Originally published on Fri November 28, 2014 6:16 am
Dripping in diamonds and shimmering in silks, the movie stars of the 1930s and '40s dazzled on the silver screen. Now, some of their costumes and jewels are on view at the Museum of Fine Arts in Boston. There, a film clip runs on a wall behind gorgeously gowned mannequins lit by sconces and chandeliers. The clip is from 1932's No Man of Her Own, starring Clark Gable and Carole Lombard. Nearby, co-curator Michelle Finamore points to the actual gown Lombard wore. It's long, made of slinky silk crepe and covered in teeny gold-colored glass beads.
When Harry Connick Jr. sat down with host Marian McPartland in 1991, he was in his twenties, had already won two Grammy Awards and was coming off a worldwide big band tour. He has gone on to record multiple best-selling albums and develop a successful acting career.
On this Piano Jazz, Connick sings and plays "They Didn't Believe Me" and joins McPartland for "Stompin' at the Savoy."
Originally published on Tue November 25, 2014 5:31 pm
Jimmy Greene's Beautiful Life is dedicated to the memory of his 6-year-old daughter, Ana Márquez-Greene, one of the 20 children killed in the shooting at Sandy Hook Elementary School in Newtown, Conn. The first song is an arrangement of "Come Thou Almighty King." The hymn was in a piano book that Greene's son, Isaiah, was learning.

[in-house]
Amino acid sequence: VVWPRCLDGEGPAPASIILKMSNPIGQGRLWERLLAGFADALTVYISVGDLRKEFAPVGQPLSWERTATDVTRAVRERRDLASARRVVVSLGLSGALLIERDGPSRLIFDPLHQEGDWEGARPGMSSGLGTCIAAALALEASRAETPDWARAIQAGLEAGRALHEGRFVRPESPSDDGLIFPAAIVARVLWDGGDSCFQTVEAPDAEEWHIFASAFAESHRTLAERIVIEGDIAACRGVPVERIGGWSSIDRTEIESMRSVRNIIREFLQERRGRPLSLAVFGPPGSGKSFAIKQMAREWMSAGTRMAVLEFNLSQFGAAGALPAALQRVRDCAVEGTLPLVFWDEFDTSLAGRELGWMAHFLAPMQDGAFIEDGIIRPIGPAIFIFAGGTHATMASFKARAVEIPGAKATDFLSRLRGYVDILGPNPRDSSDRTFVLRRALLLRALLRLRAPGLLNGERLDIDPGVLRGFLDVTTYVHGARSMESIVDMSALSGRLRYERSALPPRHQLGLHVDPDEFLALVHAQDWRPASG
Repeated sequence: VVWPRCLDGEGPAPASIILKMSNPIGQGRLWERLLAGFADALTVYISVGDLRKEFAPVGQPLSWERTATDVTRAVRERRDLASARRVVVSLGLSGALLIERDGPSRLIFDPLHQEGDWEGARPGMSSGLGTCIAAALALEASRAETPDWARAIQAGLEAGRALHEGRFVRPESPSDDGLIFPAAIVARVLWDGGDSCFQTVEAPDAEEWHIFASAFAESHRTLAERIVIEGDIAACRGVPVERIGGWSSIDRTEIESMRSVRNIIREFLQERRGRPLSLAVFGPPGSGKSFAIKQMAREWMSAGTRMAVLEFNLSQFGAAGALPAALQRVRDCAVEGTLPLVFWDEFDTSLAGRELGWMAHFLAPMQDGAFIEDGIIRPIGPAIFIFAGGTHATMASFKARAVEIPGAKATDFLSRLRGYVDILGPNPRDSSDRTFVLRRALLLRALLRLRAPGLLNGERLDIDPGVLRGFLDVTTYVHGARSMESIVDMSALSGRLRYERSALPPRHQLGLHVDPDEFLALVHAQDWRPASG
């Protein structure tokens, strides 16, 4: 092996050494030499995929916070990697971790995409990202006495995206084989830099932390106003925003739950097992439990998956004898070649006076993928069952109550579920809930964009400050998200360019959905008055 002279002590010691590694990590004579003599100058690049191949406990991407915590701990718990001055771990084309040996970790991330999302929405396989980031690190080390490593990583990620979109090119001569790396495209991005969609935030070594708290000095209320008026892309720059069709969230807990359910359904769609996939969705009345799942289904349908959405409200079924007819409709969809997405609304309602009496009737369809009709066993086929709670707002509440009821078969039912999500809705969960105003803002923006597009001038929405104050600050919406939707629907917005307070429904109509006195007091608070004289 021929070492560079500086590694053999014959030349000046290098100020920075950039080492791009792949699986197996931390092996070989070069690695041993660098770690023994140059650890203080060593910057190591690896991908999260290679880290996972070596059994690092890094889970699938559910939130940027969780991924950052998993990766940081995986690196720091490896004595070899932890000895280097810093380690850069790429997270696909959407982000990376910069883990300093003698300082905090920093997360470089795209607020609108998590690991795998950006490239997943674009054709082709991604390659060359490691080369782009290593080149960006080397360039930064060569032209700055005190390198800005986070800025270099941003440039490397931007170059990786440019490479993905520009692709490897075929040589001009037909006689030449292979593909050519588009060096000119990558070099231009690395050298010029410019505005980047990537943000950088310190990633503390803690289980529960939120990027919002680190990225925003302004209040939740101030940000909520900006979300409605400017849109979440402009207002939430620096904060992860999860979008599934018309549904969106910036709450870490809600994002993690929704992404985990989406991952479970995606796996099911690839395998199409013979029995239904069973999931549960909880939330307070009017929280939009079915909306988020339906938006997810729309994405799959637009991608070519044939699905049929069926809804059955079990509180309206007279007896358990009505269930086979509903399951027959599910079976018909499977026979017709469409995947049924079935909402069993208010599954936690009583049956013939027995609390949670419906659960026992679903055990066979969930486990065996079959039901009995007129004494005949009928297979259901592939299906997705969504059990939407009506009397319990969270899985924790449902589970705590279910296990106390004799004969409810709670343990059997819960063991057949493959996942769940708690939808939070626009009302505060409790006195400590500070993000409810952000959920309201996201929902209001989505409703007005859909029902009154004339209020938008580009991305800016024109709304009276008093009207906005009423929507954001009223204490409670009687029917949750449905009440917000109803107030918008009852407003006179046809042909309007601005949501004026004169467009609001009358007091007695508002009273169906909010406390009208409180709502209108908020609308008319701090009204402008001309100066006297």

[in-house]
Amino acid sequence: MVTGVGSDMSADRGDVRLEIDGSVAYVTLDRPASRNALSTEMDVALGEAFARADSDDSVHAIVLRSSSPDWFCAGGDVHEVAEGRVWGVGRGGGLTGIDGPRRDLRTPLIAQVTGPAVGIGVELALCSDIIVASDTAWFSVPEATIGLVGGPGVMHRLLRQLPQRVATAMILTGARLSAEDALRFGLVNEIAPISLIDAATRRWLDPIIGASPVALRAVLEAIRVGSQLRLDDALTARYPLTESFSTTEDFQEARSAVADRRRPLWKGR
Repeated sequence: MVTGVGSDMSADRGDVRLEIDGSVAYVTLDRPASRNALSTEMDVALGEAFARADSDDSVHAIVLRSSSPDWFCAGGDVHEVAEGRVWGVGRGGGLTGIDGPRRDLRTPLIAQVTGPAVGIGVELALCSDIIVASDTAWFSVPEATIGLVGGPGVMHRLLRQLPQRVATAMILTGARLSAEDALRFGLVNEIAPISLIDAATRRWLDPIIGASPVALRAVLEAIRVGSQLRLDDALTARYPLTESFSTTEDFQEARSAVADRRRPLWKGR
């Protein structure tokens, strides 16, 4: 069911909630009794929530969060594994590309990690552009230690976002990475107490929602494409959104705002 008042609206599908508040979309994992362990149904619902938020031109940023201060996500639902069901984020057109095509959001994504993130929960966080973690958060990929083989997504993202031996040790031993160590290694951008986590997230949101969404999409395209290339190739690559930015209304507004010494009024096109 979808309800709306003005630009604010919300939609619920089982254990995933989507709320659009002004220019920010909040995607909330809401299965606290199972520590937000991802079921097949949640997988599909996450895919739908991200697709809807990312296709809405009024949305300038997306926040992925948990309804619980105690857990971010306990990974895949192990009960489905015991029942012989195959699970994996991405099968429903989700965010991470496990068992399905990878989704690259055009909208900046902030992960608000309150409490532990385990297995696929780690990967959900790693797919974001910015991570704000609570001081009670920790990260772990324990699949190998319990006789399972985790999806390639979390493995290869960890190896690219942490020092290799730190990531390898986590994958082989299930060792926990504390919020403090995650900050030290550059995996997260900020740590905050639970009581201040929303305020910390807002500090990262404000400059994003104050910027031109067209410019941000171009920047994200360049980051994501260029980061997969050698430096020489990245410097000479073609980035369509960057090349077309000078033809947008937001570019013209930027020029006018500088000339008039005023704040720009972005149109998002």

As the son of jazz legends John and Alice Coltrane, saxophonist Ravi Coltrane is continuing his family's legacy by developing his own sound and feeling. In 2012, he released his sixth album, Spirit Fiction.
Originally published on Tue December 2, 2014 9:36 am
As a teenager in Abbeville, La., Robert Charles Guidry — better known as Bobby Charles — wrote songs that would become classics for Bill Haley and Fats Domino: "See You Later, Alligator" and "Walking To New Orleans," respectively.